Activist Art, Collage, Drawings, Galleries & Museums, Hyde Park, Installation, Michigan Avenue, Multimedia, Painting, Performance, Photography, Prints, Sculpture
Installation view, “The Freedom Principle: Experiments in Art and Music, 1965 to Now,” MCA Chicago. July 11-November 22, 2015. Glenn Ligon. “Give us a Poem,” 2007. Black PVC and white neon. 75 5/8 x 74 1/4 in. The Studio Museum in Harlem, gift of the artist. Photo: Nathan Keay, MCA Chicago.
By Elliot J. Reichert
Each time I venture deeper into the tangled economy of art making and its contingent endeavors, I ask myself: What good is art? I am not an artist, but I work with artists and artworks every day. By all accounts, I should believe deeply in art, and yet I routinely question its value. As such, when I go to look at art, I often search in it for signs of doubt, and I am usually comforted to know that I am not alone in my questioning. For if contemporary art can be united under one banner, it would be doubt itself: doubt about politics, about social relations, about economic and class structures, about the very importance of human life. Ironically, this might be why I gravitate toward art in the first place, despite my ambivalence toward its significance. Art turns my fears into forms; it makes real what I cannot, or do not want, to imagine. Read the rest of this entry »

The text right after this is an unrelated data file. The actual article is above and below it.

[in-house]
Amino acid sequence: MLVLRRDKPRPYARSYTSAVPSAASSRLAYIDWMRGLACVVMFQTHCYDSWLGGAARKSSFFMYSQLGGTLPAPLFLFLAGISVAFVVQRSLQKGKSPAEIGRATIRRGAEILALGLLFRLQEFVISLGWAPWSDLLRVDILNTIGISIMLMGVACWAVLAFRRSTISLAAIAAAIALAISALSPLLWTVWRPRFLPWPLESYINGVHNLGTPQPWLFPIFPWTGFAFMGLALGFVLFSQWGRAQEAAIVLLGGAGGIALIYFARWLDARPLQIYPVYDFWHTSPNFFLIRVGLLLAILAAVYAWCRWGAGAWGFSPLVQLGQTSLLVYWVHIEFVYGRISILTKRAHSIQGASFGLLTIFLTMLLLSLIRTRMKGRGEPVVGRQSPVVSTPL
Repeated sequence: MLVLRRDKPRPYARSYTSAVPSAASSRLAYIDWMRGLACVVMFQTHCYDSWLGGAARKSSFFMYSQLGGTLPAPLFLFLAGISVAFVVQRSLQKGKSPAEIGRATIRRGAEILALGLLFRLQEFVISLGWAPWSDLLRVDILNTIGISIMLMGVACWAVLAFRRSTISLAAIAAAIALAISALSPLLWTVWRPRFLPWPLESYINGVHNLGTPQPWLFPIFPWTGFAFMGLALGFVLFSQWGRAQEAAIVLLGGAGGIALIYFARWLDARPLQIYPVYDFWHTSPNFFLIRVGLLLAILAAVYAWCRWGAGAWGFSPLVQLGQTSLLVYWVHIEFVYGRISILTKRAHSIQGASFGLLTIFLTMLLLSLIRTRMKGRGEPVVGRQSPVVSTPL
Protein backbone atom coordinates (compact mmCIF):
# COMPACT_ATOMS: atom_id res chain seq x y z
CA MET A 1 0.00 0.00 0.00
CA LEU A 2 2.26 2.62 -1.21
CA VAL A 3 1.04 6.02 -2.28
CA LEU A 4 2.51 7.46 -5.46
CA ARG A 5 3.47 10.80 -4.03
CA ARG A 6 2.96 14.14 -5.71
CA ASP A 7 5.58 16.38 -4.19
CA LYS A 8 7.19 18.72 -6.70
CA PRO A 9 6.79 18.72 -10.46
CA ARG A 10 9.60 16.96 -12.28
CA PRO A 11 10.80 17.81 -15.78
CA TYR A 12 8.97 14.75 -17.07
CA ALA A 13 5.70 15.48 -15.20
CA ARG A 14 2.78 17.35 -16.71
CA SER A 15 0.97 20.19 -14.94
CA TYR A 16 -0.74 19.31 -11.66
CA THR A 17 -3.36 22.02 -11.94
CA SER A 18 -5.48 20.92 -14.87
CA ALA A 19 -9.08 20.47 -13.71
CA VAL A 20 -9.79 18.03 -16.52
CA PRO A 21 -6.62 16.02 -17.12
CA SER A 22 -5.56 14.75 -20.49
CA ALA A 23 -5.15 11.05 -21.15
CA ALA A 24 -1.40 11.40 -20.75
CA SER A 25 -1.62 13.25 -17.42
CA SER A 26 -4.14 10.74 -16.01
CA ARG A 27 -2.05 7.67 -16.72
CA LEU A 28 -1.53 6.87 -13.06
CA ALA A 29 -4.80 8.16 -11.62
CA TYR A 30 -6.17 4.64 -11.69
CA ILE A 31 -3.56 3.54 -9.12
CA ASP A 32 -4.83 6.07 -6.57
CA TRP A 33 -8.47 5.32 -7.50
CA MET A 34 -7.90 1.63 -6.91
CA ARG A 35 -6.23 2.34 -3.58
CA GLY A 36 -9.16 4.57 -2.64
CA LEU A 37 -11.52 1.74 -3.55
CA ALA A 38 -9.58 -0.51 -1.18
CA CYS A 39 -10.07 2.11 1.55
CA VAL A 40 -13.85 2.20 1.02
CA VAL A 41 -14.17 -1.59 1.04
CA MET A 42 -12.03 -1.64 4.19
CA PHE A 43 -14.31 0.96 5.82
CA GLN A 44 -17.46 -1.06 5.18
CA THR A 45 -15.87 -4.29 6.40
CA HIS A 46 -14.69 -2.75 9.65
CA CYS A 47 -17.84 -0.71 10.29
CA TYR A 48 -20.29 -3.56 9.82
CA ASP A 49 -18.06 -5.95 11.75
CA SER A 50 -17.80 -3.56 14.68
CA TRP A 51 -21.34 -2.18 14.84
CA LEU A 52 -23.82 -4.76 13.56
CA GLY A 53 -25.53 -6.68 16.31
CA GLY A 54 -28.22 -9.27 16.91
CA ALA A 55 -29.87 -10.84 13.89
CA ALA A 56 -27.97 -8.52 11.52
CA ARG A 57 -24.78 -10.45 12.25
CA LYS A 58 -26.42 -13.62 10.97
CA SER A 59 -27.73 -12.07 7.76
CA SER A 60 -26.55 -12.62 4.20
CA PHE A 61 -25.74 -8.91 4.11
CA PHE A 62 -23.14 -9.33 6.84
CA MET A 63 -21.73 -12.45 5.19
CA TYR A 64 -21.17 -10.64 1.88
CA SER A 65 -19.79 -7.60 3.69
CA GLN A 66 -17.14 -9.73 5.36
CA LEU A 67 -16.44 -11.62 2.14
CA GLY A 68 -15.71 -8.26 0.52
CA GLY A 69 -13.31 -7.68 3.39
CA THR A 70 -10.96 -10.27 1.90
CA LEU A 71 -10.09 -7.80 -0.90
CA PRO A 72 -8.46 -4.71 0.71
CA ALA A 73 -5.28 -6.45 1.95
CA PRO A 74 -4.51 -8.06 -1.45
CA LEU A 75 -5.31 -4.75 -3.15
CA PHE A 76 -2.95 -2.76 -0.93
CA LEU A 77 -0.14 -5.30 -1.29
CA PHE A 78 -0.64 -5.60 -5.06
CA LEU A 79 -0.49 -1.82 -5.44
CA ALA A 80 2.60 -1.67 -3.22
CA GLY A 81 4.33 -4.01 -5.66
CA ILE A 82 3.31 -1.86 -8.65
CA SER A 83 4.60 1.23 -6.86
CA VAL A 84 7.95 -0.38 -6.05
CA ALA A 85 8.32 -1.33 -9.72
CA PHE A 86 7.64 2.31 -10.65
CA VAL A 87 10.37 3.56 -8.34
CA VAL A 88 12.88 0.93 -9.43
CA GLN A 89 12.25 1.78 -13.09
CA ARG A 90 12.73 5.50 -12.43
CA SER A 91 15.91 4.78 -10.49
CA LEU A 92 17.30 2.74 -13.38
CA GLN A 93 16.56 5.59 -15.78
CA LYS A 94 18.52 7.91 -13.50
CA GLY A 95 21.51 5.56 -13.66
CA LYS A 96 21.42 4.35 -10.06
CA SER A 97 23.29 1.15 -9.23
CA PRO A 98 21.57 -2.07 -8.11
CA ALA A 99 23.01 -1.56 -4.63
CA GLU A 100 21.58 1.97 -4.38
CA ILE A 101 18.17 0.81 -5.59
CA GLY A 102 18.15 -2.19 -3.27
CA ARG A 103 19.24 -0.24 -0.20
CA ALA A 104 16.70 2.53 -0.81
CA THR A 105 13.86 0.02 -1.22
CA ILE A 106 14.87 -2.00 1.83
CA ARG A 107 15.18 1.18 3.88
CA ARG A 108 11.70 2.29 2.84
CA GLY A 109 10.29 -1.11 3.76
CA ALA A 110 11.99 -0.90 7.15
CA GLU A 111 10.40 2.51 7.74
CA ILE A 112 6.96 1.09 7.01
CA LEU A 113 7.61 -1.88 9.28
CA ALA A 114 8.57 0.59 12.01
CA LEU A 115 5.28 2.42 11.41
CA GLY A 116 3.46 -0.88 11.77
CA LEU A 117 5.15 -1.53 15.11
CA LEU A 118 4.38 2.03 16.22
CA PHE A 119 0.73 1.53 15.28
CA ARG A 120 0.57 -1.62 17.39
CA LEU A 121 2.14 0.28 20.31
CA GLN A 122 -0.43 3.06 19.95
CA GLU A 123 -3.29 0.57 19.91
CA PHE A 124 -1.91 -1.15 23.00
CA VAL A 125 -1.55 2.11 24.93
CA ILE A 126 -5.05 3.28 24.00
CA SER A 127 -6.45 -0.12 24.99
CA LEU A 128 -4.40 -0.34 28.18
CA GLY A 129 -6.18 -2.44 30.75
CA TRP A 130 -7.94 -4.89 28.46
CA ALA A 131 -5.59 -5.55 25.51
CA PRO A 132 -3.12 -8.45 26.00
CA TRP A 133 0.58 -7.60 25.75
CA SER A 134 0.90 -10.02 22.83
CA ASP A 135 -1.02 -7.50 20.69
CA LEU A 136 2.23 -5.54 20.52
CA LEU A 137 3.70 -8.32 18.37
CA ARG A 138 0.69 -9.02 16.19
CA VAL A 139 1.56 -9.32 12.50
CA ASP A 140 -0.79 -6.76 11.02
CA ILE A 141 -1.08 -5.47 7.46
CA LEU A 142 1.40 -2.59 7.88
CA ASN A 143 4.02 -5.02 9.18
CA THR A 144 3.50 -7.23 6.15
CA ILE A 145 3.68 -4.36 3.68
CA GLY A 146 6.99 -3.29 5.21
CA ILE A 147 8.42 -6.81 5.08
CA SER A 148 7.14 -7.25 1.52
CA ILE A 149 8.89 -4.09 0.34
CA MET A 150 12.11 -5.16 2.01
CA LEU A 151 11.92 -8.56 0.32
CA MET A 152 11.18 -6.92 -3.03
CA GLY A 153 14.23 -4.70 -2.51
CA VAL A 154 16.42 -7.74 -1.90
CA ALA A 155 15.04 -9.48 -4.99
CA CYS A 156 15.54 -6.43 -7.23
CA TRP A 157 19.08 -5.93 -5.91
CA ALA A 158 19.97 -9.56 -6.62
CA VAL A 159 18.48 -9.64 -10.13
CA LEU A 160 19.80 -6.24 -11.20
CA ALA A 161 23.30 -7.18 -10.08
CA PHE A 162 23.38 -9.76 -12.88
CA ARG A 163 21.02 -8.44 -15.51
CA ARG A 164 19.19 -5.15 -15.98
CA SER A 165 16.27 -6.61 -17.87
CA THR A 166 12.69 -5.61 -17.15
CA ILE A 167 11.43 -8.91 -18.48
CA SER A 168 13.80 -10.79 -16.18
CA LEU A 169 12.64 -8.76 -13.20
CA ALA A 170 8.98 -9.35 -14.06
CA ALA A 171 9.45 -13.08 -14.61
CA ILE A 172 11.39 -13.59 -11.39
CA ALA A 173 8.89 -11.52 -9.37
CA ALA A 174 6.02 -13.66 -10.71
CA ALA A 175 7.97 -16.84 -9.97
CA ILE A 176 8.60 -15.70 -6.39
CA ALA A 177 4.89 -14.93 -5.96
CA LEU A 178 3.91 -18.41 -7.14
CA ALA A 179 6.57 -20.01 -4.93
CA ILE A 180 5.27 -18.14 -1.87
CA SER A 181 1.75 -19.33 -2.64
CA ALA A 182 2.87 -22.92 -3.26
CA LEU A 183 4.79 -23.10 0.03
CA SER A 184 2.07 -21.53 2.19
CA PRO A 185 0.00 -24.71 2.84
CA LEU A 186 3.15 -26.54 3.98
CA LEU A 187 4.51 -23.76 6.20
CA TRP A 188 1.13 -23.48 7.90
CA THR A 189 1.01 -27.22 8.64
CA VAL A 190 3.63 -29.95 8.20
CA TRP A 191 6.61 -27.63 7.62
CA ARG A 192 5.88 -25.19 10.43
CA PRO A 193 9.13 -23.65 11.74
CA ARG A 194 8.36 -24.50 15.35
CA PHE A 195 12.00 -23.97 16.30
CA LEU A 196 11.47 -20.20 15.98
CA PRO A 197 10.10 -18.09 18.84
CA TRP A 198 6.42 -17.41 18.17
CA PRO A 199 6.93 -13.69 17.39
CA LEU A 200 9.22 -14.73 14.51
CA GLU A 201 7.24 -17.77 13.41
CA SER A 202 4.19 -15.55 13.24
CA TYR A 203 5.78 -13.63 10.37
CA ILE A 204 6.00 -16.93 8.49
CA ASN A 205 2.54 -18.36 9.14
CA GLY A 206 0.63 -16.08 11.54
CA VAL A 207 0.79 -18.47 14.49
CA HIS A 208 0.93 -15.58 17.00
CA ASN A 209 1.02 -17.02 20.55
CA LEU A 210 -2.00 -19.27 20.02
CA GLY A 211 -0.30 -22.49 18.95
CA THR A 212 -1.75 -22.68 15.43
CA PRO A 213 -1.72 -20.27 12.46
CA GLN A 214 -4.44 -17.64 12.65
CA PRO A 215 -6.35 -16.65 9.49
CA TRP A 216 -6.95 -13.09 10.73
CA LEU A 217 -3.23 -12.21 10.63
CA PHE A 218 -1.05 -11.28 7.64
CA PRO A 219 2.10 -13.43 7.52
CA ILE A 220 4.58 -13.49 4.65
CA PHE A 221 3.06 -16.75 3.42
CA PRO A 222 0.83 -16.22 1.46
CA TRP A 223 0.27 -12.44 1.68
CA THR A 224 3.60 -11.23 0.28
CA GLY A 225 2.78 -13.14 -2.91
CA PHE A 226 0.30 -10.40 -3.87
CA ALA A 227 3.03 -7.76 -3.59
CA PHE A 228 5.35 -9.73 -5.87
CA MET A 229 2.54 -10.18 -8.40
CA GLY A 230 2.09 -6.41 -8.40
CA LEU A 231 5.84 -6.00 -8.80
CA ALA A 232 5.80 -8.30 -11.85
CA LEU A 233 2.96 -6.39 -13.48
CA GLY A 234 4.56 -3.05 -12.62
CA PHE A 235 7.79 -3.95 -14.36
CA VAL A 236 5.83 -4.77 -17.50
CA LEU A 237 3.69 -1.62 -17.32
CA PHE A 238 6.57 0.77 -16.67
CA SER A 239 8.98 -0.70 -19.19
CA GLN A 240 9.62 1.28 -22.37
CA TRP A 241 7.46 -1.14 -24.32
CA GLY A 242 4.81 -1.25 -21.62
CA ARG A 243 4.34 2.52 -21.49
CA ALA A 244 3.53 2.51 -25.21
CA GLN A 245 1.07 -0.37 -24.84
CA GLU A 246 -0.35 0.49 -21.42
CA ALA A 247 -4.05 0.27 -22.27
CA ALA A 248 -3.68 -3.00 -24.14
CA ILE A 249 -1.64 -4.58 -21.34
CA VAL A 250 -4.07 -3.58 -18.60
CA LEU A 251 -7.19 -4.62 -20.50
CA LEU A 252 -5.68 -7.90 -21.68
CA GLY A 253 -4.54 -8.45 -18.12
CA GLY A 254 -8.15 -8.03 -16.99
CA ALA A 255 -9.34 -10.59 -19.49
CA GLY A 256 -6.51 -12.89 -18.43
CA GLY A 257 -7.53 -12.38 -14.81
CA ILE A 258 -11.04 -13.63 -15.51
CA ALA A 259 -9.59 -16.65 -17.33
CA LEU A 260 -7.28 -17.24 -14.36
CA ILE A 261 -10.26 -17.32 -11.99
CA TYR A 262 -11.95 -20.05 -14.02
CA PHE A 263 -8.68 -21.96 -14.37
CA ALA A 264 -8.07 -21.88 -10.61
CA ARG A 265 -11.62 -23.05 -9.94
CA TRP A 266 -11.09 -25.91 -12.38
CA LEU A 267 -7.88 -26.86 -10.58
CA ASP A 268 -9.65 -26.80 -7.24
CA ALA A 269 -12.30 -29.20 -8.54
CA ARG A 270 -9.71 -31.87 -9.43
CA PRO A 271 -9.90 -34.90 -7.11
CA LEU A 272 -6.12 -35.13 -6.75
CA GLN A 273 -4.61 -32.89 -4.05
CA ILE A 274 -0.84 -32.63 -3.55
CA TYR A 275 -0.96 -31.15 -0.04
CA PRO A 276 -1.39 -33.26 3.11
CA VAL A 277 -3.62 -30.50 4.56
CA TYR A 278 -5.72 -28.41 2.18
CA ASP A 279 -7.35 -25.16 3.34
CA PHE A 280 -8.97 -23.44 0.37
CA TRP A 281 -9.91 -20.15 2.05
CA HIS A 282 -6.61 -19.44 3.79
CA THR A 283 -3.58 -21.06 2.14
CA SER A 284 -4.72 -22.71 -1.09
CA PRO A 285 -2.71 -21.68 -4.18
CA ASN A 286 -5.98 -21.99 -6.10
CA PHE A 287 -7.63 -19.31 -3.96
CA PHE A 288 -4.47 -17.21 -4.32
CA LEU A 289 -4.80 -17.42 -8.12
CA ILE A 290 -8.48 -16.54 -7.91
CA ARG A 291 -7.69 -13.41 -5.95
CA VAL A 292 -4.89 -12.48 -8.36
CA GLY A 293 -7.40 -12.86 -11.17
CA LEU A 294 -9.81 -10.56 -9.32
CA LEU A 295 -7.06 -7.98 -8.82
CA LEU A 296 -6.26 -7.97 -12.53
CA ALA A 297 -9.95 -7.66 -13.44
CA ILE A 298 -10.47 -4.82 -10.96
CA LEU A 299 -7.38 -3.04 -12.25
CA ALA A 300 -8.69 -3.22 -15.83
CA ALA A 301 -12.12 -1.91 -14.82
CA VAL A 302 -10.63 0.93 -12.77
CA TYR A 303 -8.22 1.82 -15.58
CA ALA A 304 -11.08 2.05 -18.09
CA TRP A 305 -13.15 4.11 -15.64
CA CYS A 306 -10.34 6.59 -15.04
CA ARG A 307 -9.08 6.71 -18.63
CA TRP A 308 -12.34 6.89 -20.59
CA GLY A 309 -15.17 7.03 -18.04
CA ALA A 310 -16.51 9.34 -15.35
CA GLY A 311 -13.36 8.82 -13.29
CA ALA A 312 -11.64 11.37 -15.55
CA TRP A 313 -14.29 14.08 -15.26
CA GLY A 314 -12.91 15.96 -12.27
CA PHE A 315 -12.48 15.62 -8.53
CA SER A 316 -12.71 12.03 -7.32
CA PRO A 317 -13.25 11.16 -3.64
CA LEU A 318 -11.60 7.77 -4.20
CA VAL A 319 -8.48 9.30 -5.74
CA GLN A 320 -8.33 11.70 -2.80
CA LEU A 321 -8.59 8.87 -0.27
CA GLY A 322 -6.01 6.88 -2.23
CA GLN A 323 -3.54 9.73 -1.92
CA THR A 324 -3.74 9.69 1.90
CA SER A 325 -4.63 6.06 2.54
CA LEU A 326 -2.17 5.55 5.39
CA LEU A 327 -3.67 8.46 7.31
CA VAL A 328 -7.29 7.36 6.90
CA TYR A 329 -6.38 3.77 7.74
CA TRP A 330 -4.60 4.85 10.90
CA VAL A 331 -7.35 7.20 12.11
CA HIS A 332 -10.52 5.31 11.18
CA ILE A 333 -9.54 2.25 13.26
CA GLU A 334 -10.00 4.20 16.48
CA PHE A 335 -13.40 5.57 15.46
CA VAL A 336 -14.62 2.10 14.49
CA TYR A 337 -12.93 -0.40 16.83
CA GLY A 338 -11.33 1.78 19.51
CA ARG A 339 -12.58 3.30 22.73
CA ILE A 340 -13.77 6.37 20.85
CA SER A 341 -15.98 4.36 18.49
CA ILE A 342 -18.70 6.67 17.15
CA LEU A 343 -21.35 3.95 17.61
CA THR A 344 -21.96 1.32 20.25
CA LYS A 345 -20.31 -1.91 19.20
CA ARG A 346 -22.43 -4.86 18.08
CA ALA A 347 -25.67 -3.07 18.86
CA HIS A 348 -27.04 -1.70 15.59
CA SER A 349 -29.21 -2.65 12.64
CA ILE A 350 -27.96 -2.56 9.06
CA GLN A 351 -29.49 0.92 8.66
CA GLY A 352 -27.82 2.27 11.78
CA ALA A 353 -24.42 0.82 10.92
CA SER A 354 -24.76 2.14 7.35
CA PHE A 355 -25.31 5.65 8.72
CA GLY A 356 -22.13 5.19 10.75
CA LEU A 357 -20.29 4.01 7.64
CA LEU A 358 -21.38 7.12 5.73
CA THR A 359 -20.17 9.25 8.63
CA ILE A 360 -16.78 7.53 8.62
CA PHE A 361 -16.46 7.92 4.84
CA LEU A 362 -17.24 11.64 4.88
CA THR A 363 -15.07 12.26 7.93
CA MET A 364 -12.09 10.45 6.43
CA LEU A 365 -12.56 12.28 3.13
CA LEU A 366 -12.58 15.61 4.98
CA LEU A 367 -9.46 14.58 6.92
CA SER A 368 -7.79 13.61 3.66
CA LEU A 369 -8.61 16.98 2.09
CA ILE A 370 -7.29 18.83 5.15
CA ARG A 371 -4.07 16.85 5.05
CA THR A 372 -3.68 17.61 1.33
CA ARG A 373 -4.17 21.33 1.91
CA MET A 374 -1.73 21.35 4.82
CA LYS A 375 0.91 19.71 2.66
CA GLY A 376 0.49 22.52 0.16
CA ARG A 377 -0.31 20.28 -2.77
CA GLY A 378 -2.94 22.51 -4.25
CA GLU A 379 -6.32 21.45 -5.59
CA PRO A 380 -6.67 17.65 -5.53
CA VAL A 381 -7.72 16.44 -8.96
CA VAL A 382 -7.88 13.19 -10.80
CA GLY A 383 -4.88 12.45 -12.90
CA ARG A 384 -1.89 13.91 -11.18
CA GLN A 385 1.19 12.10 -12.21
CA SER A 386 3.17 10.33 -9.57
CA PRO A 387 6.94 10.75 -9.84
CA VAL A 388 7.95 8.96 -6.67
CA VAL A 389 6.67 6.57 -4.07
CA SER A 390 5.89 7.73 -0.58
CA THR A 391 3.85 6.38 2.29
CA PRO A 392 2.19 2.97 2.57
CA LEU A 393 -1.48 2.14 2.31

Yesomi Umolu/Photo: Trumpie Photography
After a worldwide search, the Reva and David Logan Center for the Arts at the University of Chicago has appointed Yesomi Umolu as Exhibitions Curator. Beginning in August, Umolu will oversee exhibitions in the Logan Center Gallery and other spaces throughout the multidisciplinary arts building. Previously, this position was held by Monika Szewczyk, who left the center that she had helped establish to join the curatorial team for documenta, an exhibition of modern and contemporary art held every five years in Kassel, Germany.
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Installation view of “Cosmosis” at the Hyde Park Art Center/Photo: Tom Van Eynde
The works presented in “Cosmosis” celebrate outer space’s contemporary moment while exploring the increasing overlap between popular culture, scientific inquiry and artistic production. The dense but balanced group show features muted 2D works which offset the scale and ambition of sculpture and media counterparts; great emphasis is placed in the ability of these images and objects to act as agents of communication and interpretation. Read the rest of this entry »
Nancy Lu Rosenheim in her installation “Swallow City” at the Hyde Park Art Center/Photo: Paul R. Solomon